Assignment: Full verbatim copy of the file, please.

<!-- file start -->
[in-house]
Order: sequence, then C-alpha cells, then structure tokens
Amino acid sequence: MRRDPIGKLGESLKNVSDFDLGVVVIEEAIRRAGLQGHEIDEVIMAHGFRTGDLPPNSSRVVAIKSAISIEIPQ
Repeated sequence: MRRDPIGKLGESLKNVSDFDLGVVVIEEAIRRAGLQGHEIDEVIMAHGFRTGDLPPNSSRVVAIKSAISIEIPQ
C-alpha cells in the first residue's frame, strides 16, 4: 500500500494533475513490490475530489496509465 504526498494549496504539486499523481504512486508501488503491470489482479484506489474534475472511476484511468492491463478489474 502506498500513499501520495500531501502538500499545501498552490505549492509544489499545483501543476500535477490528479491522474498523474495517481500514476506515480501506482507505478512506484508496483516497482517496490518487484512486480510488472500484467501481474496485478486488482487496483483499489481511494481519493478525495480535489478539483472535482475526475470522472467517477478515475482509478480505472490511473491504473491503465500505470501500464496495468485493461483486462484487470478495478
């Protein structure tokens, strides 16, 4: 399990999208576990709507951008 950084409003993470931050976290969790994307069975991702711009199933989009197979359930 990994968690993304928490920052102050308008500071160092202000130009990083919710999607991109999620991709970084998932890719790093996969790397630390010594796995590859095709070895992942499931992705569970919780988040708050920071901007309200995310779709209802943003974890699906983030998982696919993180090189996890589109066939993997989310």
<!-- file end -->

[in-house]
Order: sequence, then C-alpha cells, then structure tokens
Amino acid sequence: MRRDPIGKLGESLKNVSDFDLGVVVIEEAIRRAGLQGHEIDEVIMAHGFRTGDLPPNSSRVVAIKSAISIEIPQ
Repeated sequence: MRRDPIGKLGESLKNVSDFDLGVVVIEEAIRRAGLQGHEIDEVIMAHGFRTGDLPPNSSRVVAIKSAISIEIPQ
C-alpha cells in the first residue's frame, strides 16, 4: 500500500494533475513490490475530489496509465 504526498494549496504539486499523481504512486508501488503491470489482479484506489474534475472511476484511468492491463478489474 502506498500513499501520495500531501502538500499545501498552490505549492509544489499545483501543476500535477490528479491522474498523474495517481500514476506515480501506482507505478512506484508496483516497482517496490518487484512486480510488472500484467501481474496485478486488482487496483483499489481511494481519493478525495480535489478539483472535482475526475470522472467517477478515475482509478480505472490511473491504473491503465500505470501500464496495468485493461483486462484487470478495478
């Protein structure tokens, strides 16, 4: 399990999208576990709507951008 950084409003993470931050976290969790994307069975991702711009199933989009197979359930 990994968690993304928490920052102050308008500071160092202000130009990083919710999607991109999620991709970084998932890719790093996969790397630390010594796995590859095709070895992942499931992705569970919780988040708050920071901007309200995310779709209802943003974890699906983030998982696919993180090189996890589109066939993997989310």